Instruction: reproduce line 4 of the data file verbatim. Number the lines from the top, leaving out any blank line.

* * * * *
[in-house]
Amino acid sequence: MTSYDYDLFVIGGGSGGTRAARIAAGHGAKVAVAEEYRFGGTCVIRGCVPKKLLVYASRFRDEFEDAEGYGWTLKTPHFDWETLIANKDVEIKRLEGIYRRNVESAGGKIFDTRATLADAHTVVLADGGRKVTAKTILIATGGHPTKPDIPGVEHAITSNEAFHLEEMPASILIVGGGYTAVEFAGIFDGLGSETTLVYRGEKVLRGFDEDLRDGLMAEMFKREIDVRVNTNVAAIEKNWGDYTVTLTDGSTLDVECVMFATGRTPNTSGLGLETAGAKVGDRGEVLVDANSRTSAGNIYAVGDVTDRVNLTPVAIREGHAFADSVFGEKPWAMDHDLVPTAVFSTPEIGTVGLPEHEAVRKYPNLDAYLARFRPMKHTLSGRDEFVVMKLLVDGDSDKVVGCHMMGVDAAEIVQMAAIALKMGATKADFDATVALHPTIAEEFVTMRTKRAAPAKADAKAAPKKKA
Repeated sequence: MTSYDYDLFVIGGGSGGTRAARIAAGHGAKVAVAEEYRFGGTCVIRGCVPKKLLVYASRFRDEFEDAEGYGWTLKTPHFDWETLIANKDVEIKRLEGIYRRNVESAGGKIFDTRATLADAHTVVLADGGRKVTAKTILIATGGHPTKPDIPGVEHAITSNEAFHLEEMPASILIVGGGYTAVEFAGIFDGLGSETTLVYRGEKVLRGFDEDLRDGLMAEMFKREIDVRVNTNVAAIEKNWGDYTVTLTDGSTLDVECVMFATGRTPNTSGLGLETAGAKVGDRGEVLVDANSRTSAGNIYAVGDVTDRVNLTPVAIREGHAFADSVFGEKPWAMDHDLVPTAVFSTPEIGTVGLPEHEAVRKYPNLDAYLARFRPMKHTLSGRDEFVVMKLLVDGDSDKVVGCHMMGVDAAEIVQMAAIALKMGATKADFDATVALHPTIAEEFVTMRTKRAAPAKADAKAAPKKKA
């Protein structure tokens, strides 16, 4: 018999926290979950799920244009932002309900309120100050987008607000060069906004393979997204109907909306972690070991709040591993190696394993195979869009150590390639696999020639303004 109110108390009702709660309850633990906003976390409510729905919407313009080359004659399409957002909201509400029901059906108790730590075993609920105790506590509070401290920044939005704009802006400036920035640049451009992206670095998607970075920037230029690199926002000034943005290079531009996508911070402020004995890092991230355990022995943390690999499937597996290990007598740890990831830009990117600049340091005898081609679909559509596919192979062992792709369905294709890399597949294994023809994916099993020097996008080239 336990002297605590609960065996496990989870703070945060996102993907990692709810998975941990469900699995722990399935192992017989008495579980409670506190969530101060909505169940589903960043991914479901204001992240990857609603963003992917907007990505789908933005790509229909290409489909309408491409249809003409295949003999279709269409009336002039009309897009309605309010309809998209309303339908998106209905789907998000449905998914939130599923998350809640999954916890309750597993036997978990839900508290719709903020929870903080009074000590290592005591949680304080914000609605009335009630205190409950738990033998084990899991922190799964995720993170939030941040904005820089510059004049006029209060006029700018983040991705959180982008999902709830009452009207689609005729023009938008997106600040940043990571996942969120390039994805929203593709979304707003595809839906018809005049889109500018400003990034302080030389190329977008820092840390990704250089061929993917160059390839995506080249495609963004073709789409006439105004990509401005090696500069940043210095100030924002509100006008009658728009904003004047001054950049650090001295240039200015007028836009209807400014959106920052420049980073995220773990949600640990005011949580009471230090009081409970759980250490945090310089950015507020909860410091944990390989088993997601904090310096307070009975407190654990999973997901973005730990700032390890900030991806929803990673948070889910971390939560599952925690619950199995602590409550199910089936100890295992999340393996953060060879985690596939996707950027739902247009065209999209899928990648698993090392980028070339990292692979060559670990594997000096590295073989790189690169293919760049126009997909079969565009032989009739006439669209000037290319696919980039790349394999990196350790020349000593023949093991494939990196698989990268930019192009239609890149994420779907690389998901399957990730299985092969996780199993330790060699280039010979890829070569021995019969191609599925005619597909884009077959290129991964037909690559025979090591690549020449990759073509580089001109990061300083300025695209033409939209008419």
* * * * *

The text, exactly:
């Protein structure tokens, strides 16, 4: 018999926290979950799920244009932002309900309120100050987008607000060069906004393979997204109907909306972690070991709040591993190696394993195979869009150590390639696999020639303004 109110108390009702709660309850633990906003976390409510729905919407313009080359004659399409957002909201509400029901059906108790730590075993609920105790506590509070401290920044939005704009802006400036920035640049451009992206670095998607970075920037230029690199926002000034943005290079531009996508911070402020004995890092991230355990022995943390690999499937597996290990007598740890990831830009990117600049340091005898081609679909559509596919192979062992792709369905294709890399597949294994023809994916099993020097996008080239 336990002297605590609960065996496990989870703070945060996102993907990692709810998975941990469900699995722990399935192992017989008495579980409670506190969530101060909505169940589903960043991914479901204001992240990857609603963003992917907007990505789908933005790509229909290409489909309408491409249809003409295949003999279709269409009336002039009309897009309605309010309809998209309303339908998106209905789907998000449905998914939130599923998350809640999954916890309750597993036997978990839900508290719709903020929870903080009074000590290592005591949680304080914000609605009335009630205190409950738990033998084990899991922190799964995720993170939030941040904005820089510059004049006029209060006029700018983040991705959180982008999902709830009452009207689609005729023009938008997106600040940043990571996942969120390039994805929203593709979304707003595809839906018809005049889109500018400003990034302080030389190329977008820092840390990704250089061929993917160059390839995506080249495609963004073709789409006439105004990509401005090696500069940043210095100030924002509100006008009658728009904003004047001054950049650090001295240039200015007028836009209807400014959106920052420049980073995220773990949600640990005011949580009471230090009081409970759980250490945090310089950015507020909860410091944990390989088993997601904090310096307070009975407190654990999973997901973005730990700032390890900030991806929803990673948070889910971390939560599952925690619950199995602590409550199910089936100890295992999340393996953060060879985690596939996707950027739902247009065209999209899928990648698993090392980028070339990292692979060559670990594997000096590295073989790189690169293919760049126009997909079969565009032989009739006439669209000037290319696919980039790349394999990196350790020349000593023949093991494939990196698989990268930019192009239609890149994420779907690389998901399957990730299985092969996780199993330790060699280039010979890829070569021995019969191609599925005619597909884009077959290129991964037909690559025979090591690549020449990759073509580089001109990061300083300025695209033409939209008419």